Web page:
According to a commonly quoted definition from the United Nations’ 1987 World Commission on Environment and Development, sustainability is “development that meets the needs of the present world without compromising the ability of future generations to meet their own needs.”4 While this definition is still widely cited, it is limited given the growing scope and urgency of today’s climate crisis. Terms that go beyond sustainability, like regeneration, are becoming more widely used. The American Botanical Council’s (ABC’s) Sustainable Herbs Program (SHP) recognizes the limitations of the word “sustainability” in the forthcoming second version of its Sustainability and Regenerative Practices Toolkit. “[T]he degradation of the world is such that we need to regenerate life systems rather than simply sustain them in a degraded state,” the toolkit notes. “We use the word [not] to mean sustaining what is here, but sustaining the life systems on which we depend, which in our mind includes regeneration, since those systems must be regenerative to sustain life on earth.”5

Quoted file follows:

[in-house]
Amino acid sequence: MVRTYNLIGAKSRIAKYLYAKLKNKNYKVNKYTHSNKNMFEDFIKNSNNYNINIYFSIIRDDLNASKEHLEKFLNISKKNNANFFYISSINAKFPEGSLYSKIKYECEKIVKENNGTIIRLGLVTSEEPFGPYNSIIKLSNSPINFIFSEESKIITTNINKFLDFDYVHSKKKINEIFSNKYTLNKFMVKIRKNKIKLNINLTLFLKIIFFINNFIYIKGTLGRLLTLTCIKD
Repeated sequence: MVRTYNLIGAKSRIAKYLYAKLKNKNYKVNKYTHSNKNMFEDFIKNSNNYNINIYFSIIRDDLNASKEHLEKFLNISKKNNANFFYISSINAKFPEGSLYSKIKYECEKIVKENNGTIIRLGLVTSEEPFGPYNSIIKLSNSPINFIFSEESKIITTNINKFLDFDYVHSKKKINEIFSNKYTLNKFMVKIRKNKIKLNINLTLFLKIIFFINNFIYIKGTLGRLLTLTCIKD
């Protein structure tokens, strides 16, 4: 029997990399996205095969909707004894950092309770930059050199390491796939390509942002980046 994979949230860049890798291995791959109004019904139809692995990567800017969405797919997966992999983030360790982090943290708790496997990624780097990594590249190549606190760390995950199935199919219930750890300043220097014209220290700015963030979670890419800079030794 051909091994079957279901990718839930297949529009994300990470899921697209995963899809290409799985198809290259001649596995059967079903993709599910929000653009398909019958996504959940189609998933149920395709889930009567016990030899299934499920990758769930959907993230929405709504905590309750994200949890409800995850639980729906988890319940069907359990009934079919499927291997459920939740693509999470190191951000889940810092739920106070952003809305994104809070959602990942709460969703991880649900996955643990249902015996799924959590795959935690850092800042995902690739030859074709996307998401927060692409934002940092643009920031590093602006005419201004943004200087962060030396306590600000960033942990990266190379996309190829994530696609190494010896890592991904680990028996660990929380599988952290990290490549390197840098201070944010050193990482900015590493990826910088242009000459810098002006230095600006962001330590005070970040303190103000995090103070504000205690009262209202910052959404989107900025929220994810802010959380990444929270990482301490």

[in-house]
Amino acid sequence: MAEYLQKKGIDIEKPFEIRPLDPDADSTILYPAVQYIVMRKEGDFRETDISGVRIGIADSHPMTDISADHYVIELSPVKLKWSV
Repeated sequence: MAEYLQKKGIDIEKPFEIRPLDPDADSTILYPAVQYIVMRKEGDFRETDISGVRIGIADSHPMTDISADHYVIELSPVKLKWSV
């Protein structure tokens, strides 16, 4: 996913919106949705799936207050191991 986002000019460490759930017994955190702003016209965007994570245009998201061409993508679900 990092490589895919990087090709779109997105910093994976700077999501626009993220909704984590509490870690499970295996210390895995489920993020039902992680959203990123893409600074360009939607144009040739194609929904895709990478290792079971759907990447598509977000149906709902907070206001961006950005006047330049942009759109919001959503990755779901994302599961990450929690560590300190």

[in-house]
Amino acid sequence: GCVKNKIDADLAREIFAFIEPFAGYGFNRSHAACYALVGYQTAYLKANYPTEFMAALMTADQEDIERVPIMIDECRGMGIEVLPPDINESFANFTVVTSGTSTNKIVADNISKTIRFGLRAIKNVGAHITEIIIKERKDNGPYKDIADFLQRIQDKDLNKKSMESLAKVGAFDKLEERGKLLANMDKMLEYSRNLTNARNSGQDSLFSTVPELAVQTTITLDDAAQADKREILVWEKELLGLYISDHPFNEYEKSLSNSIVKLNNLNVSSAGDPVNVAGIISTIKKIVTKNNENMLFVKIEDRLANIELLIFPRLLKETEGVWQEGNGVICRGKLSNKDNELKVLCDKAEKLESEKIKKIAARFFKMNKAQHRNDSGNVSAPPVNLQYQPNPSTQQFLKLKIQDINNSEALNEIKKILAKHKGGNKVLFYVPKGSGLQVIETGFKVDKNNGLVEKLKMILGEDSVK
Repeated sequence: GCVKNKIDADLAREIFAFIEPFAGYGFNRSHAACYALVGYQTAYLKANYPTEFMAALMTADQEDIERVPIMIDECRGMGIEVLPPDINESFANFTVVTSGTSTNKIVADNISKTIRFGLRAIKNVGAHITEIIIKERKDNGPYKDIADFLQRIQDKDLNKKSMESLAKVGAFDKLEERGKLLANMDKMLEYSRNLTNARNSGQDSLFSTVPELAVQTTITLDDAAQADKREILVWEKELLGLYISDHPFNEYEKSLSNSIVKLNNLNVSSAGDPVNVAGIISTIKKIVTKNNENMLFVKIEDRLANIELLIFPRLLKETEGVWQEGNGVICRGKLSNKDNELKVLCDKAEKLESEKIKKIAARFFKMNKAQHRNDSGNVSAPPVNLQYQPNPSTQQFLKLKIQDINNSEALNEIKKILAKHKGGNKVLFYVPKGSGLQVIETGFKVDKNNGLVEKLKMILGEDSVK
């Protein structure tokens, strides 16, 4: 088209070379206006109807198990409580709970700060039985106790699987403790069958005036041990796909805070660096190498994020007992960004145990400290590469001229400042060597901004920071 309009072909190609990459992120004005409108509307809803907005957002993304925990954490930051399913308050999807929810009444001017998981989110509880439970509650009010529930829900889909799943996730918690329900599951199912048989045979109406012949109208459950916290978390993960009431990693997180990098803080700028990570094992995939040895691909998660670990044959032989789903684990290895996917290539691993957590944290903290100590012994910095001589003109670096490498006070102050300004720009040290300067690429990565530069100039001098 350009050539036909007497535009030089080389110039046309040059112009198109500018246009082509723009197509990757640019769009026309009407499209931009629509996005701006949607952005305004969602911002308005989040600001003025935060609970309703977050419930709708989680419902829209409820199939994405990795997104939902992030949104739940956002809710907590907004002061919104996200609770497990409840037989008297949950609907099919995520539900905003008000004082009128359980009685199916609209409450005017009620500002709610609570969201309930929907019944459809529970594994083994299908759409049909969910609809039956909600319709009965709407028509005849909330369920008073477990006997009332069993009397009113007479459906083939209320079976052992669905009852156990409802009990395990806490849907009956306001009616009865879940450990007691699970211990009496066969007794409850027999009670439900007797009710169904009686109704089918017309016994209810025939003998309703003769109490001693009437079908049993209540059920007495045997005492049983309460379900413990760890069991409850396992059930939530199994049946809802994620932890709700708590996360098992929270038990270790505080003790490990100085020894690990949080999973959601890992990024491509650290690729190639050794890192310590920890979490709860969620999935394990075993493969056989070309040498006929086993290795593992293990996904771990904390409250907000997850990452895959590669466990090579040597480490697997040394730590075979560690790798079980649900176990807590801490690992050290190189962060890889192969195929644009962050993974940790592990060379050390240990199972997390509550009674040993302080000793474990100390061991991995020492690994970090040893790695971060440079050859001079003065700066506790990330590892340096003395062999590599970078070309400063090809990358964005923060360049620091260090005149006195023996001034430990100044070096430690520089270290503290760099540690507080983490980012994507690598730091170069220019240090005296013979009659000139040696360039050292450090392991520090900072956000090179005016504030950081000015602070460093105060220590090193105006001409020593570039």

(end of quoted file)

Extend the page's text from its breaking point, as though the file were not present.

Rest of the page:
What sustainability means to consumers also can change often. This point is well made by results of the 2021 State of Sustainability in America: 19th Annual Consumer Insights and Trends Report from the Natural Marketing Institute (NMI), a business consulting and market research firm focused on health and wellness. One of the key questions for NMI researchers for the report was the impact of the COVID-19 pandemic on consumer attitudes about sustainability, said Diane Ray, vice president of strategic innovation for NMI (email, August 19, 2021). The team wondered whether consumers would drop sustainability priorities for personal health concerns during the pandemic or use the time to reflect on their purchasing behaviors and their impact on the environment. “We saw the latter,” Ray said.